• In this example from Girl Talk's "Once Again," a better argument can be made that the sample of the Verve's "Bitter Sweet Symphony" both contains and refers to the Verve, and contains and refers to the Andrew Oldham Orchestra version of the Rolling Stone's "The Last Time". This sample is one of the most notorious examples in this generation of the intersection of the rights of those who sample, the rights of those who are sampled, and the law. Its placement in the first 30 seconds of Night Ripper makes it a nearly programmatic statement of Girl Talk's modus operandi and the gesture comes off as even more provocative (both to the Jagger/Richards and to the Verve) considering that the sample is mashed up with the obscene braggadocio of the Ying Yang Twins' "Wait (The Whisper Song)".

  3. In an online forum at, Gillis says in defense of his style: "DJs play plenty of music containing samples. DJs can play MARRS' "Pump up the Volume" and it's not weird at all." "Pump Up the Volume" is an interesting choice here, because Girl Talk samples the songs several times on Night Ripper. The song is a mashup in the Girl-Talk sense consisting entirely of samples. In this way, the relationship of Girl Talk, M|A|R|R|S, and James Brown is similar to Luxurius, Ausonius, and Virgil. Both Girl Talk and Luxurius come at the far end of their traditions of allusive poetics and oocupy an advantageous position of being able to comment on their tradition from within. As Seneca writes to Lucilius: "Condicio optima est ultimi: parata verba invenit, quae aliter instructa novam faciem habent.—The position of those who come last is best: they find the words already prepared, word which when put together in a different way have a new look." (Sen. Ep. 79.6, quoted in Hinds 41.)

  4. As an interesting analogue to the educational background of cento production can be found in the work of Double Dee and Steinski who built their reputation on a series of “Lessons” in the early 1980s. The choice of an educational metaphor establishes the DJs as the teachers of how this type of music is supposed to be made and are the clear progenitors of Girl Talk's mashup style. “Lesson 2”, if great things can be compared to small, practically establishes James Brown as the Virgil of hip-hop, as samples from Brown become an inescapable part of the DJs vocabulary from this point forward. “Lesson 3,” subtitled “History of Hip Hop,” found a worthy student in De La Soul's Prince Paul who imitates and samples the lesson on the track “The Magic Number,” a wonderful early example of the meaningful sampling of samples.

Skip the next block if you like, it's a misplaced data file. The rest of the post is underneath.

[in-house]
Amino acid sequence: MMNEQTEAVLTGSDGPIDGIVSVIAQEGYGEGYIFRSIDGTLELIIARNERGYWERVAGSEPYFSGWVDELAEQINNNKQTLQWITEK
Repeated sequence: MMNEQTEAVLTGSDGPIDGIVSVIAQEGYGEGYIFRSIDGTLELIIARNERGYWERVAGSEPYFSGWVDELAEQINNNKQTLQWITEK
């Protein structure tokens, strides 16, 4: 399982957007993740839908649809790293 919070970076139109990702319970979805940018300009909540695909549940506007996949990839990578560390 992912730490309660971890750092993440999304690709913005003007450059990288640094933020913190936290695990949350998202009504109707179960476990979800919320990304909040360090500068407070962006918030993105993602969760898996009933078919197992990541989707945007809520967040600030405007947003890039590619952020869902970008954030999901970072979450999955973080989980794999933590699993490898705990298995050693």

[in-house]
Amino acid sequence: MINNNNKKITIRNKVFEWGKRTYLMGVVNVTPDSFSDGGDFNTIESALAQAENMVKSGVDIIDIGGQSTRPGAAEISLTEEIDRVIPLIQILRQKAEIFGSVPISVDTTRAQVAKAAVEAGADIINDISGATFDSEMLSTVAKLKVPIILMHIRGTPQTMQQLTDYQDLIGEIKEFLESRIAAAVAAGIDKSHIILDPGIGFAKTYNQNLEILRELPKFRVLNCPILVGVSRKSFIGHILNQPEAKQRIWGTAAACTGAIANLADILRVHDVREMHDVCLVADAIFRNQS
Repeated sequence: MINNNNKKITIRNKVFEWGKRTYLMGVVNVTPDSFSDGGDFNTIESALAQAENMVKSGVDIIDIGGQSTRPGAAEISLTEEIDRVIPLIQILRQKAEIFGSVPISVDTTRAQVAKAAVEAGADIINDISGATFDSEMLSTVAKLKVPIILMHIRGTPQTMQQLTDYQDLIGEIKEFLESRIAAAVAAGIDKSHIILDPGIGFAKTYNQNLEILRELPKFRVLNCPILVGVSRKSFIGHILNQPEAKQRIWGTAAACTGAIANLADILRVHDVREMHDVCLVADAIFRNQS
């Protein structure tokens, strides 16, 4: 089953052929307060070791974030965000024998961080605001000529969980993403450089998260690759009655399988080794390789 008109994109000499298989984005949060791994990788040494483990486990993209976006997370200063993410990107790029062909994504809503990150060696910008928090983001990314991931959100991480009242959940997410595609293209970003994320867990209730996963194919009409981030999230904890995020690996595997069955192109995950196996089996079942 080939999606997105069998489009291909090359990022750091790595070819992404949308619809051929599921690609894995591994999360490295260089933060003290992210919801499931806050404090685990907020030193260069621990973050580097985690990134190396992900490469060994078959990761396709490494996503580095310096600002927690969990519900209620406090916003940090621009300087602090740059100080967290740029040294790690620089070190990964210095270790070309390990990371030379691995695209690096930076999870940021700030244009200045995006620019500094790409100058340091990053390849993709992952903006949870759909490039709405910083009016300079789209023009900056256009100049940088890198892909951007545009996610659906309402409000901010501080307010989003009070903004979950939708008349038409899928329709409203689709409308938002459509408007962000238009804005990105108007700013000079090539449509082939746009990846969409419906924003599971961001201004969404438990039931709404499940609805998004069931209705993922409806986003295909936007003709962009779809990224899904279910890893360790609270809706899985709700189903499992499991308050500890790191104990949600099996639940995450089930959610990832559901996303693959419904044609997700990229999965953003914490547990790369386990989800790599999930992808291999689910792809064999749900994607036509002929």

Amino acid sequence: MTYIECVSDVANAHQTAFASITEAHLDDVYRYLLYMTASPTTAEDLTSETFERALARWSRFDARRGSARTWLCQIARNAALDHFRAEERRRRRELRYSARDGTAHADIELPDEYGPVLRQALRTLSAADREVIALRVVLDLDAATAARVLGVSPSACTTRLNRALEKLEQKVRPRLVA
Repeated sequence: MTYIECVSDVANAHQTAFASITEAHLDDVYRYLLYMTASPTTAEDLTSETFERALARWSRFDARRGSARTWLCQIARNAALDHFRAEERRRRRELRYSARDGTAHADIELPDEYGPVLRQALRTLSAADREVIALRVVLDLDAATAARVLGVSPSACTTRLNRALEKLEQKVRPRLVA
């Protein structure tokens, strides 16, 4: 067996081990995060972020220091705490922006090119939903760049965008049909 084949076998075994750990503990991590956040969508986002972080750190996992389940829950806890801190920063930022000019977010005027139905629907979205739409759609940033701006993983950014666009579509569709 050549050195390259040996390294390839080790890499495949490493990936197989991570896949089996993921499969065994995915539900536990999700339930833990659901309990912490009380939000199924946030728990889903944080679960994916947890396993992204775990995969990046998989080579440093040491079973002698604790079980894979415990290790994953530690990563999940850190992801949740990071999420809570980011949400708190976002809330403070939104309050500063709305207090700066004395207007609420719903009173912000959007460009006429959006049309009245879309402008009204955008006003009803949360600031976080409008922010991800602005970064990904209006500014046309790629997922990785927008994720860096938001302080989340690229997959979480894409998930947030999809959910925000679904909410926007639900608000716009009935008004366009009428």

Cento Sources
  1. Luxurius' Epithalamium Fridi 61-65. I have cross-indexed the cento pieces to their original places in the Aeneid: click on any part of the cento to see its original Virgilian context.

    1. illa autem (neque enim fuga iam super ulla pericli est) |
    2. cogitur et supplex animos summittere amori |
    3. spemque dedit dubiae menti solvitque pudorem. |
    4. illum turbat amor; | ramum qui veste latebat |
    5. eripit a femine et flagranti fervidus infert. |

    A quick five-line tour of the Aeneid from Luxurius' Epithalmium Fridi: Hercules overpowering Cacus in book 8 (61), to a pair of Dido sightings from book 4—first her profession of humility in service to love as she watches Aeneas sail from Carthage (62), then a flashback to the effect of Anna's words on the doubtful queen early in the book (63). We move ahead for half a hexameter of Turnus addressing Amata in book 12 (64a) before continuing to the underworld of book 6 as the sibyl reveals the golden bough to the Stygian boatman (64b). Lastly, we are given Aeneas drawing his sword on Mezentius just struck by his spear in book 10 (65). Luxurius martials all this epic language and intertextual playfulness to describe a sex scene.
Select Bibliography/Further Reading
Bicknell, J. 2001. “The Problem of Reference in Musical Quotation: A Phenomenological Approach,” The Journal of Aesthetics and Art Criticism Vol. 59, No. 2: 185-191.
Hinds, S. 1998. Allusion and Intertext: Dynamics of Appropriation in Roman Poetry. Cambridge.
McGill, S. 2005. Virgil Recomposed. Oxford.
Metzer, D. 2003. Quotation and Cultural Meaning in Twentieth-Century Music. Oxford.

Select Discography/Further Listening
De La Soul. 1989. 3 Feet High and Rising. Tommy Boy.
Girl Talk. 2006. Night Ripper. Illegal Art.
————. 2008. Feed the Animals. Illegal Art.
M|A|R|RS. 1988. “Pump Up the Volume”. 4AD.
Steinski. 2008. What Does It All Mean: 1983-2006 Retrospective. Illegal Art.